Final peak values Reference: -0.002dB Comparison: -0.042dB
Final RMS values Reference: -18.768dB Comparison: -18.769dB

Gain= 0.0027dB (1.0003x) DC=0 Phase offset=4.396549ms (1551.103 samples)
Difference (rms) = -59.9dB [-83.82dBA]
Correlated Null Depth=61.4dB [79.66dBA]
Clock drift: 0 ppm


Files are NOT a bit-perfect match (match=0.61%) at 16 bits
Files are NOT a bit-perfect match (match=0%) at 24 bits
Files match @ 49.9977% when reduced to 9.42 bits


---- Phase difference (full bandwidth): 0.499160200574147°
0-10kHz: 0.22°
0-20kHz: 0.39°
0-24kHz: 0.41°
Timing error (rms jitter): 1.9μs
PK Metric (step=400ms, overlap=50%):
RMS=-87.4dBr
Median=-87.8
Max=-76.6

99%: -82.2
75%: -86.56
50%: -87.81
25%: -89.4
1%: -96.47

gn=0.99969121573486, dc=-2.98660917164619E-09, dr=0, of=1551.102620714

DONE!

Signature: 1074f525b750623839bbee49b51d5194

RMS of the difference of spectra: -286.583287535641dB
DF Metric (step=400ms, overlap=0%):
Median=-42.2dB
Max=-9.8dB Min=-49.7dB

1% > -49.23dB
10% > -47.82dB
25% > -45.69dB
50% > -42.19dB
75% > -39.13dB
90% > -34.15dB
99% > -14.6dB

Linearity 23.3bits @ 0.5dB error

DeltaWave v2.0.8, 2023-04-06T09:45:01.1545896-07:00
Reference: 11 - _Bonus Track_ Ikuko Kawai_ Excerpt from Pictures at an Exhibition.dsf[R] 49188864 samples 352800Hz 24bits, mono, MD5=00
Comparison: 11. Track11.wav[R] 6149304 samples 44100Hz 16bits, stereo, MD5=00
Settings:
Gain:True, Remove DC:True
Non-linear Gain EQ:False Non-linear Phase EQ: False
EQ FFT Size:65536, EQ Frequency Cut: 0Hz - 0Hz, EQ Threshold: -500dB
Correct Non-linearity: False
Correct Drift:True, Precision:30, Subsample Align:True
Non-Linear drift Correction:False
Upsample:True, Window:Kaiser
Spectrum Window:Kaiser, Spectrum Size:32768
Spectrogram Window:Hann, Spectrogram Size:4096, Spectrogram Steps:2048
Filter Type:FIR, window:Kaiser, taps:262144, minimum phase=False
Dither:False bits=0
Trim Silence:False
Enable Simple Waveform Measurement: False

Resampled Comparison to 352800Hz
Discarding Reference: Start=0s, End=150s
Discarding Comparison: Start=0s, End=150s

Initial peak values Reference: 0.008dB Comparison: -0.006dB
Initial RMS values Reference: -19.098dB Comparison: -19.096dB

Null Depth=13.05dB
X-Correlation offset: 1551 samples
Drift computation quality, #1: Excellent (0.09μs)


Trimmed 0 samples ( 0.00ms) front, 0 samples ( 0.00ms end)


Final peak values Reference: 0.008dB Comparison: -0.008dB
Final RMS values Reference: -19.098dB Comparison: -19.098dB

Gain= 0.0019dB (1.0002x) DC=0 Phase offset=4.396333ms (1551.026 samples)
Difference (rms) = -59.95dB [-83.98dBA]
Correlated Null Depth=61.68dB [77.53dBA]
Clock drift: 0 ppm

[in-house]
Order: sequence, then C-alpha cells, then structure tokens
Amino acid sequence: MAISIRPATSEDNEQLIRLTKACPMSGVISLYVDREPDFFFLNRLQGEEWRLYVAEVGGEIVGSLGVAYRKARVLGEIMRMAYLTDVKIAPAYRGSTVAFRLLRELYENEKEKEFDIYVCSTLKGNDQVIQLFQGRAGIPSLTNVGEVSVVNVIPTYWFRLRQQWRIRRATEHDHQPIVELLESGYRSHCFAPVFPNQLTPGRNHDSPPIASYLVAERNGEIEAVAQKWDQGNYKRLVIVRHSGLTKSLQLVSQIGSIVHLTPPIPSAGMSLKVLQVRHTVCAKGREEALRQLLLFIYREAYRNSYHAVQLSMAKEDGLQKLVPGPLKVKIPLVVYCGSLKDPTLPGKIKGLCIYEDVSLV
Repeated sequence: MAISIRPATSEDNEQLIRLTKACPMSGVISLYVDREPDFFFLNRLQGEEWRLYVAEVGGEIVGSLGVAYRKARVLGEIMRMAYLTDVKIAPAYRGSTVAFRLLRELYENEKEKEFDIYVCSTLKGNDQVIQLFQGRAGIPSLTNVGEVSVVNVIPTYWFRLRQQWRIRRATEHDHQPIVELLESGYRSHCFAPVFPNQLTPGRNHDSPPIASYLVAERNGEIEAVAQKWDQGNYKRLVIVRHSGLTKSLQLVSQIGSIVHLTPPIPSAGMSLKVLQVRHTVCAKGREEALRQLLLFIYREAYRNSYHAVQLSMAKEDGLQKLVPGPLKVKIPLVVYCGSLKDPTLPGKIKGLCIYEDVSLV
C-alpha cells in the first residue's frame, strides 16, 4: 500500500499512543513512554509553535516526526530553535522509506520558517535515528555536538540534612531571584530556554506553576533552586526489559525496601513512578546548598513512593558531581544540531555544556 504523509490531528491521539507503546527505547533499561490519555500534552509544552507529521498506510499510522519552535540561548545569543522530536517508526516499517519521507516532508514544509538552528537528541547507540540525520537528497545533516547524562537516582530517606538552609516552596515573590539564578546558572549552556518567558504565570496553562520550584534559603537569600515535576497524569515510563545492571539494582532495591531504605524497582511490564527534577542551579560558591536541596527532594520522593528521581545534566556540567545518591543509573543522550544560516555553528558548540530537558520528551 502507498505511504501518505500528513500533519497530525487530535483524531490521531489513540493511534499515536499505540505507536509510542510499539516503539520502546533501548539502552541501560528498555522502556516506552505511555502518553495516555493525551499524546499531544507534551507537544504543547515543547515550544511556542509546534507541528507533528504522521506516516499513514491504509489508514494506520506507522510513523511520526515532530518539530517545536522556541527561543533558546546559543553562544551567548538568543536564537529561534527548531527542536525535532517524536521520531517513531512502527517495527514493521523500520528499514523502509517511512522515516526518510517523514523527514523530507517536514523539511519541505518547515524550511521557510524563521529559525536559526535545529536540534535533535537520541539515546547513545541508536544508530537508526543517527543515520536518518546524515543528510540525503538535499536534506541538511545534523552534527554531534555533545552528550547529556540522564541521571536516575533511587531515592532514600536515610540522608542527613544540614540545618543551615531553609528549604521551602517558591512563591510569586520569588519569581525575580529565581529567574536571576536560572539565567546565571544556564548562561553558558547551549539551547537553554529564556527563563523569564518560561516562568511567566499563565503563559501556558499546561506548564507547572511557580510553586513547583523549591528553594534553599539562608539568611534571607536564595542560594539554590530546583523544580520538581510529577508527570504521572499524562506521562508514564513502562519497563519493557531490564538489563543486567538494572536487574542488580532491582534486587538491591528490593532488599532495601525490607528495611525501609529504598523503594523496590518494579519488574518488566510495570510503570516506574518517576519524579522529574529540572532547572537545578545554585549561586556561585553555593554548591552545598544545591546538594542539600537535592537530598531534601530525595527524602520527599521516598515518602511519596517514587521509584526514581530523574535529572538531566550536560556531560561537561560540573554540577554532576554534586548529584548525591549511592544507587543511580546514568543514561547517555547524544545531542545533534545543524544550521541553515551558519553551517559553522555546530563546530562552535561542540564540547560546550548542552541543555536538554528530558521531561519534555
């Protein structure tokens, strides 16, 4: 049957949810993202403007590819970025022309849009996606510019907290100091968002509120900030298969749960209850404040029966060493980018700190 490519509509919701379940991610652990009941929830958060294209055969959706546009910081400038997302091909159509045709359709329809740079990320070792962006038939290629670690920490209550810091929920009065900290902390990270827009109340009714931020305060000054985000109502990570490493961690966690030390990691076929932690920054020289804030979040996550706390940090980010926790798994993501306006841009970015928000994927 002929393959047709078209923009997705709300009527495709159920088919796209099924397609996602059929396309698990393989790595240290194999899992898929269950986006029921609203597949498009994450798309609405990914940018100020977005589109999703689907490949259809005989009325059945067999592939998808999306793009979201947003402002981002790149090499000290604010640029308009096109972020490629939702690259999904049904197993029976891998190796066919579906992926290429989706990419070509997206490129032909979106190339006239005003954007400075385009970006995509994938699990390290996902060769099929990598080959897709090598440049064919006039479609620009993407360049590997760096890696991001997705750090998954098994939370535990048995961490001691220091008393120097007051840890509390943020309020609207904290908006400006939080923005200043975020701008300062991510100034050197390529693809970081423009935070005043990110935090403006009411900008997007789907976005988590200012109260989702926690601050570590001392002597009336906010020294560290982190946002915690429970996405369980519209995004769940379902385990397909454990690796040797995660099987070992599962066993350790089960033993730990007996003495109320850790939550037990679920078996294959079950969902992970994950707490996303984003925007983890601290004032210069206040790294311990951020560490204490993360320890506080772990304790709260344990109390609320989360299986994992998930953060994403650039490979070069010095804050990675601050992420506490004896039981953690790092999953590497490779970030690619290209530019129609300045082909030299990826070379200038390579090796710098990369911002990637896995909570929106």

Files are NOT a bit-perfect match (match=0.62%) at 16 bits
Files are NOT a bit-perfect match (match=0%) at 24 bits
Files match @ 50.002% when reduced to 9.42 bits


---- Phase difference (full bandwidth): 0.455286117579634°
0-10kHz: 0.22°
0-20kHz: 0.36°
0-24kHz: 0.38°
Timing error (rms jitter): 431ns
PK Metric (step=400ms, overlap=50%):
RMS=-88.2dBr
Median=-88.2
Max=-82.8

99%: -84.42
75%: -87.11
50%: -88.2
25%: -89.81
1%: -95.9

gn=0.999783269216895, dc=-1.33039044914503E-06, dr=0, of=1551.0264145405

DONE!

Signature: 5bf9e4568681ac4a5d47df182c2df300

RMS of the difference of spectra: -288.232023821114dB
DF Metric (step=400ms, overlap=0%):
Median=-41.7dB
Max=-11.6dB Min=-50dB

1% > -49.3dB
10% > -48.12dB
25% > -44.75dB
50% > -41.71dB
75% > -37.61dB
90% > -33.28dB
99% > -16.3dB

Linearity 23.2bits @ 0.5dB error

Accuracy of the match:
1680738605048.png

1680798906511.png


Delta Waveform (left channel)
1680798939042.png


You definitely see "spikes" in regions of the music. These aren't drum hits but the stringed instruments. The same is seen on the right channel delta waveform.
1680800723434.png


The spectrogram does show some changes dipping down as low as 700 Hz, but the changes are very subtle. The biggest changes are above 6 kHz. The biggest transient is also associated with changes in the high frequencies. (Note that the X-axis is slightly shifted when comparing the above and below images)

1680800773223.png


The "global" spectra looks similar, which makes sense, since it's only the transients that might show differences.
1680800812552.png


The PK Metric is very low though (suggesting no detectable difference)

LEFT / RIGHT
1680799307900.png

1680800841329.png



Discussion
There is no way to test if DSD11.2MHz is required for recording, as claimed by the recording engineer but it does seem that the DSD layer offers something slightly different. We have slightly higher dynamic range by the measurements, and the waveforms do show the biggest differences when the stringed instruments are really being used.